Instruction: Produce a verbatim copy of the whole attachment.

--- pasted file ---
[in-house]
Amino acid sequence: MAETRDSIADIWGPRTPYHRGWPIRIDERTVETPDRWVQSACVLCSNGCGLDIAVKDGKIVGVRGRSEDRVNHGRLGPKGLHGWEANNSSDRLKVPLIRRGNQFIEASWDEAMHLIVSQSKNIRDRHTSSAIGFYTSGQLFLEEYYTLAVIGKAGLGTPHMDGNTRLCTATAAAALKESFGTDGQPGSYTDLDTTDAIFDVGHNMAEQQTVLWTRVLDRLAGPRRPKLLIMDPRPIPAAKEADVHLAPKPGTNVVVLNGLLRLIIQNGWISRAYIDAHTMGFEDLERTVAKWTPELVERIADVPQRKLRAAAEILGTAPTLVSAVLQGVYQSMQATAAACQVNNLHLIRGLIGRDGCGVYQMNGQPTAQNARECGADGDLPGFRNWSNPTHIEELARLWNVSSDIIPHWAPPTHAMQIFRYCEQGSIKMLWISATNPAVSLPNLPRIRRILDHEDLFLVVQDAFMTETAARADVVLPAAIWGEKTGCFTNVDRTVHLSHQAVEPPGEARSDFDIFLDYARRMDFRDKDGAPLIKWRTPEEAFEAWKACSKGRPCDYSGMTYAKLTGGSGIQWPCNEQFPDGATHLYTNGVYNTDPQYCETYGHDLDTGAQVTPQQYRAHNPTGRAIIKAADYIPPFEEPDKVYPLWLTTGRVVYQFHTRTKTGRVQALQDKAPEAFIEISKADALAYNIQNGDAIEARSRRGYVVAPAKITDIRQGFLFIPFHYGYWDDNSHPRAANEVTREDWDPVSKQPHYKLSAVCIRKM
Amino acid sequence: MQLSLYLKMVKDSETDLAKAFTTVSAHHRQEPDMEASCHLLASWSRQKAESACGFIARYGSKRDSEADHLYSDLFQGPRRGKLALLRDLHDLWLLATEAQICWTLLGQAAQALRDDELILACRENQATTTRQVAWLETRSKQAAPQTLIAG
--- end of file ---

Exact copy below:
[in-house]
Amino acid sequence: MAETRDSIADIWGPRTPYHRGWPIRIDERTVETPDRWVQSACVLCSNGCGLDIAVKDGKIVGVRGRSEDRVNHGRLGPKGLHGWEANNSSDRLKVPLIRRGNQFIEASWDEAMHLIVSQSKNIRDRHTSSAIGFYTSGQLFLEEYYTLAVIGKAGLGTPHMDGNTRLCTATAAAALKESFGTDGQPGSYTDLDTTDAIFDVGHNMAEQQTVLWTRVLDRLAGPRRPKLLIMDPRPIPAAKEADVHLAPKPGTNVVVLNGLLRLIIQNGWISRAYIDAHTMGFEDLERTVAKWTPELVERIADVPQRKLRAAAEILGTAPTLVSAVLQGVYQSMQATAAACQVNNLHLIRGLIGRDGCGVYQMNGQPTAQNARECGADGDLPGFRNWSNPTHIEELARLWNVSSDIIPHWAPPTHAMQIFRYCEQGSIKMLWISATNPAVSLPNLPRIRRILDHEDLFLVVQDAFMTETAARADVVLPAAIWGEKTGCFTNVDRTVHLSHQAVEPPGEARSDFDIFLDYARRMDFRDKDGAPLIKWRTPEEAFEAWKACSKGRPCDYSGMTYAKLTGGSGIQWPCNEQFPDGATHLYTNGVYNTDPQYCETYGHDLDTGAQVTPQQYRAHNPTGRAIIKAADYIPPFEEPDKVYPLWLTTGRVVYQFHTRTKTGRVQALQDKAPEAFIEISKADALAYNIQNGDAIEARSRRGYVVAPAKITDIRQGFLFIPFHYGYWDDNSHPRAANEVTREDWDPVSKQPHYKLSAVCIRKM
Amino acid sequence: MQLSLYLKMVKDSETDLAKAFTTVSAHHRQEPDMEASCHLLASWSRQKAESACGFIARYGSKRDSEADHLYSDLFQGPRRGKLALLRDLHDLWLLATEAQICWTLLGQAAQALRDDELILACRENQATTTRQVAWLETRSKQAAPQTLIAG